It looks like three companies control 70% of the market. They offer, or will soon offer, music in lossless sound quality, at a base price of $ 9.99 per month, much less than what is charged by their competitors, Deezer, Napster, Tidal, Qobuz and Google Play Music (now YouTube Music).  “They can just lower their prices to preserve their market share!” I hear you saying.  That could only work in the short term; at their monthly rate of $9.99 per month, Amazon, Spotify, and Apple will always have more to offer than their competition.

A Tidal subscription for an individual costs $19.99 per month. Soon, Apple will offer a monthly subscription for $9.99 for its HiFi service, but for $14.99 per month you will have access to the following services: Apple Music, Apple TV +, Arcade, and 50 GB (gigabytes) of added storage on iCloud.  For nearly the same monthly price as Tidal, $20.99, Apple is giving access to the aforementioned services for every member of the family plus an additional 200 GB of storage on iCloud.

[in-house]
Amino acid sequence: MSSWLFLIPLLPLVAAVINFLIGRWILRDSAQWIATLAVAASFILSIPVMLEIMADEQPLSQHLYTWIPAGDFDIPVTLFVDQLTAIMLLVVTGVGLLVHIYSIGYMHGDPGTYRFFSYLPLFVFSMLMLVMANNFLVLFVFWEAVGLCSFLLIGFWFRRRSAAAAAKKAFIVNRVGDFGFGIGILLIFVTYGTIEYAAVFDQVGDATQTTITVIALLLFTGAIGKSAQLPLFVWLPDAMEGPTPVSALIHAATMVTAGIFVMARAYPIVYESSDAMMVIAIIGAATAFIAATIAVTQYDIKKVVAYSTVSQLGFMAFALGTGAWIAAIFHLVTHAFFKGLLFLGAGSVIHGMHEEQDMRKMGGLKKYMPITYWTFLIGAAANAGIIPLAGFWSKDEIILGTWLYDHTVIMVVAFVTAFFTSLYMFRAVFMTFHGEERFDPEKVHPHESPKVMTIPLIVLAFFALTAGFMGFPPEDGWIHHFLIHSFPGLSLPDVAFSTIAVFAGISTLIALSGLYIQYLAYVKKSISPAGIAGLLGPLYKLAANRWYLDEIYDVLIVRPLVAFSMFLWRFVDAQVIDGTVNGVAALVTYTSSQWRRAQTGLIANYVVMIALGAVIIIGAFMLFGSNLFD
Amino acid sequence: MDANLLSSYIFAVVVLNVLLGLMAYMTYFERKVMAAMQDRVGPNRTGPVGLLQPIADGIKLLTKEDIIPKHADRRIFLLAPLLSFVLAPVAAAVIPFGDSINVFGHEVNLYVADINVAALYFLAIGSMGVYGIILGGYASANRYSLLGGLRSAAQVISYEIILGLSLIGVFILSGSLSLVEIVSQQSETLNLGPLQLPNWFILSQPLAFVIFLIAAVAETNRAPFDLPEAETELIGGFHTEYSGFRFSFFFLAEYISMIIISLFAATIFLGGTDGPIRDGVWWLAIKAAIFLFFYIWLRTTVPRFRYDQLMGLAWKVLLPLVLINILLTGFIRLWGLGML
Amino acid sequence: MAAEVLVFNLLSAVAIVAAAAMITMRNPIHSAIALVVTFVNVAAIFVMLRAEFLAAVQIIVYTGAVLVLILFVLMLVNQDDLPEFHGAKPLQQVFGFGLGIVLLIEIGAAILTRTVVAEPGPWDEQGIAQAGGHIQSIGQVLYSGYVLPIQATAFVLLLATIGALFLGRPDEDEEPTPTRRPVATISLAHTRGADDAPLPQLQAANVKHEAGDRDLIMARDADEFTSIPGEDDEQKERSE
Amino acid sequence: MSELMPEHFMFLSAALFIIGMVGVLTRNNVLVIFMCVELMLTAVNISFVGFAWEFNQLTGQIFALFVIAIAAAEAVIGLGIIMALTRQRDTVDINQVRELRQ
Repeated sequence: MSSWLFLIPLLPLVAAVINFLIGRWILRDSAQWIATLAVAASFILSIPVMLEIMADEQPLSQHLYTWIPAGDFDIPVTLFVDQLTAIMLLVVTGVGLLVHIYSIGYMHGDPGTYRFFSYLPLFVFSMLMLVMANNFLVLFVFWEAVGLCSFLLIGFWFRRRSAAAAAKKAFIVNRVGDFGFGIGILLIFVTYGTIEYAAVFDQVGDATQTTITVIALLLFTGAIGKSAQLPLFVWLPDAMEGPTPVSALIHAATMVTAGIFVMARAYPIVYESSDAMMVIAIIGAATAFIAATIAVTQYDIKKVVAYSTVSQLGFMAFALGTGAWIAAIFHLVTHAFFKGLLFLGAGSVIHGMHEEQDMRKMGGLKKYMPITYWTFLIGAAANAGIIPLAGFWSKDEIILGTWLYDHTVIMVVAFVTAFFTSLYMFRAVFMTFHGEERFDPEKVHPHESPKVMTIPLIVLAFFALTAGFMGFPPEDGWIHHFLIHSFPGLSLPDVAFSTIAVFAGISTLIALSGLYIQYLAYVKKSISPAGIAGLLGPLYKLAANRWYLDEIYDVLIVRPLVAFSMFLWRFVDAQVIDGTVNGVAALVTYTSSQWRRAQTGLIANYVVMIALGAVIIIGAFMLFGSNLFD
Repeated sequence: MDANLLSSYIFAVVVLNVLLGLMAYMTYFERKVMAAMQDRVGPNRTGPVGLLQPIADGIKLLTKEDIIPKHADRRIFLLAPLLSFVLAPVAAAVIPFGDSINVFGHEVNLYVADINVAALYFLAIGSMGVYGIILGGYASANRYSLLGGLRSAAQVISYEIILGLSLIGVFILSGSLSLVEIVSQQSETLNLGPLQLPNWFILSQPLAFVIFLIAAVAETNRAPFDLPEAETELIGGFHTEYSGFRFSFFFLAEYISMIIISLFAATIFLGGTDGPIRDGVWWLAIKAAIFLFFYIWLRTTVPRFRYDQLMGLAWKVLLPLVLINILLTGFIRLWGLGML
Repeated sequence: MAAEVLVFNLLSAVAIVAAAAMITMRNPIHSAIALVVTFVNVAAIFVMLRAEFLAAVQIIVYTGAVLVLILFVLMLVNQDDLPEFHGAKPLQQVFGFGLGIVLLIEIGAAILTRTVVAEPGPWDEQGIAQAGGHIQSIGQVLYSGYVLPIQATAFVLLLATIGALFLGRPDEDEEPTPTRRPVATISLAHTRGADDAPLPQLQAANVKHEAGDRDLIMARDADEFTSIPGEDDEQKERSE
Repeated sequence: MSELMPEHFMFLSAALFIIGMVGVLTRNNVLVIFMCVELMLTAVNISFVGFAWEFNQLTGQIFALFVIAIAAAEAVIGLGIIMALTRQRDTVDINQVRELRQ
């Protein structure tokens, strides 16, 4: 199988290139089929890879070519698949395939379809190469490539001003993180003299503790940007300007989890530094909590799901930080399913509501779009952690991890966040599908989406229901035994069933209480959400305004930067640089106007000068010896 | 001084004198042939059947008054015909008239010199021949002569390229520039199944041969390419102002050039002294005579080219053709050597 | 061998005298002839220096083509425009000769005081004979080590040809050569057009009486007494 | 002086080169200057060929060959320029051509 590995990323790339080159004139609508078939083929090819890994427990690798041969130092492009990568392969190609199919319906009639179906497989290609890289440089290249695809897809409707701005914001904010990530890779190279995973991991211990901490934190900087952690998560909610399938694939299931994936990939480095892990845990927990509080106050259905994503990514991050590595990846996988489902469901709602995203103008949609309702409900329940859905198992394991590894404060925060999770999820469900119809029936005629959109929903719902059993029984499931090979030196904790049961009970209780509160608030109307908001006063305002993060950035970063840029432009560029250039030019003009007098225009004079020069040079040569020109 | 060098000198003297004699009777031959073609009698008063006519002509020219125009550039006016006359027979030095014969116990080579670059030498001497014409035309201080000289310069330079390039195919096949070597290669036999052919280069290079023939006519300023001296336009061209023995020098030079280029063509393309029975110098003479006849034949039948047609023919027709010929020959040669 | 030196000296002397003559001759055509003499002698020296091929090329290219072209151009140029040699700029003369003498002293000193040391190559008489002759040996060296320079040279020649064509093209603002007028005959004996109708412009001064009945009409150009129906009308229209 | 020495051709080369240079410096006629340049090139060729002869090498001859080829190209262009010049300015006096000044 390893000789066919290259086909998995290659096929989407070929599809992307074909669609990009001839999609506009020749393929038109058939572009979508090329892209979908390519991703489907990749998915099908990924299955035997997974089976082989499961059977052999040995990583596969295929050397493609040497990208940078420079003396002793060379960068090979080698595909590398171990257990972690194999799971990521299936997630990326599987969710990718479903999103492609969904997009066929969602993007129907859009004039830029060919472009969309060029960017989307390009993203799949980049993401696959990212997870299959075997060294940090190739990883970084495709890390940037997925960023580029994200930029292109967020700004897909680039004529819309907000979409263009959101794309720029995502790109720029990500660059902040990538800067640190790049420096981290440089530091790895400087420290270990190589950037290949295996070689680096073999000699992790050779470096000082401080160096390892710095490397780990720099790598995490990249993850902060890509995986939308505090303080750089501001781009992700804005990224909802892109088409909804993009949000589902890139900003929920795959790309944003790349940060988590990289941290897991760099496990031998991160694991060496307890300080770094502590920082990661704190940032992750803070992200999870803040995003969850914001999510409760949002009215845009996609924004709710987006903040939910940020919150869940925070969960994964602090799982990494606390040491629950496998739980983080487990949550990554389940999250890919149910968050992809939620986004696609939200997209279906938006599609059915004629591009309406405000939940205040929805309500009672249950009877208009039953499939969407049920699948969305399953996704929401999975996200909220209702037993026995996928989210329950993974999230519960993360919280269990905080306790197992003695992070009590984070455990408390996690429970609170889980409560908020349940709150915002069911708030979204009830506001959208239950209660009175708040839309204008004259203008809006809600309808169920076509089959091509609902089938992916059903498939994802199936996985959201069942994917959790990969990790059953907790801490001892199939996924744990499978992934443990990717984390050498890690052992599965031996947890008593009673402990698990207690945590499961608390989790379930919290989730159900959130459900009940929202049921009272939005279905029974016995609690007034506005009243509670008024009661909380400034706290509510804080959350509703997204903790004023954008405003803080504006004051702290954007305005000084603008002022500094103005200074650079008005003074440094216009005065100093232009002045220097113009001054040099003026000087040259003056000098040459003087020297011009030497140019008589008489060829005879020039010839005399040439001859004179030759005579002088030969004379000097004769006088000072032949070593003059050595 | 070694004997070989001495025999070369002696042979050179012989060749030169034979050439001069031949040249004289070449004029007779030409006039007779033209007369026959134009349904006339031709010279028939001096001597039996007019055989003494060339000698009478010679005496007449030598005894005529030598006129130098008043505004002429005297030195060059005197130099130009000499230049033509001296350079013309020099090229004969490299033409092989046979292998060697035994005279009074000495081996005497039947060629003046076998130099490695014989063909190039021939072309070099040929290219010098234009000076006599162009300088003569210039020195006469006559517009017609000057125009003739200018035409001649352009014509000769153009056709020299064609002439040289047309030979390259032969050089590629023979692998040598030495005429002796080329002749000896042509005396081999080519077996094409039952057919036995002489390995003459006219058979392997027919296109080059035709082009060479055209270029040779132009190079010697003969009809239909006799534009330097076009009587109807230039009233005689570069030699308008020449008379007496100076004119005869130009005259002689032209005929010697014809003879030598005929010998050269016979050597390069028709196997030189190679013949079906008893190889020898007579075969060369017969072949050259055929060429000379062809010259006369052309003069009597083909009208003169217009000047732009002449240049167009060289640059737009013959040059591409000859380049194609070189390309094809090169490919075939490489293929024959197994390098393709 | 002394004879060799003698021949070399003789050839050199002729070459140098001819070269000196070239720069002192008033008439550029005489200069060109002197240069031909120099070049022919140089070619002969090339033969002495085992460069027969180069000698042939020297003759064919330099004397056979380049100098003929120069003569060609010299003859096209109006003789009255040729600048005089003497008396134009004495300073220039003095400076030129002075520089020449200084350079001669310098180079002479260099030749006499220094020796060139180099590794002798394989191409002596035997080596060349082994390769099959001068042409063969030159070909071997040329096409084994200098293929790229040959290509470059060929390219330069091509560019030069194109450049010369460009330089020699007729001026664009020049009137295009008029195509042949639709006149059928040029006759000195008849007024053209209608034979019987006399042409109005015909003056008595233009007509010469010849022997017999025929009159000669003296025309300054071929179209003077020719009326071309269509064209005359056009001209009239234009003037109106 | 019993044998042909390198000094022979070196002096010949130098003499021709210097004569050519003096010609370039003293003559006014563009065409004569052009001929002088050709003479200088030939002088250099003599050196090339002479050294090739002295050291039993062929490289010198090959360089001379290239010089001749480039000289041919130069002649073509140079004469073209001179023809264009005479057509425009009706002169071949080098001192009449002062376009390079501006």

Another example:  Amazon sells its Prime membership for $7.99 per month.  The subscription includes: express and free shipping on millions of items, Prime Video, Prime Music, exclusive deals, and limited access to Prime Reading.  As a Prime member, for $7.99 per month, I’ll have access to Amazon Music HD.  Good thing then that Amazon Music signed an agreement on October 2 with Universal Music Group and Warner Music. Under this agreement, several thousand songs and albums in HD will be available only on the Amazon Music HD platform (https://www.musicbusinessworldwide.com/amazon-music-partners-with-universal-warner-to- exclusively-offer-streaming-albums-in-better-than-cd-quality-ultra-hd /)
 
For around $15 per month, Apple and Amazon offer a multitude of services and some exclusives.  Which online music services do you think consumers will choose?
If Tidal, Deezer, and Qobuz try to compete, their financial losses could prove disastrous. Not only that, but it’ll be near impossible to get fresh cash flow injections to offset those losses. Investors will want to hold on to what money they have left before the boat sinks.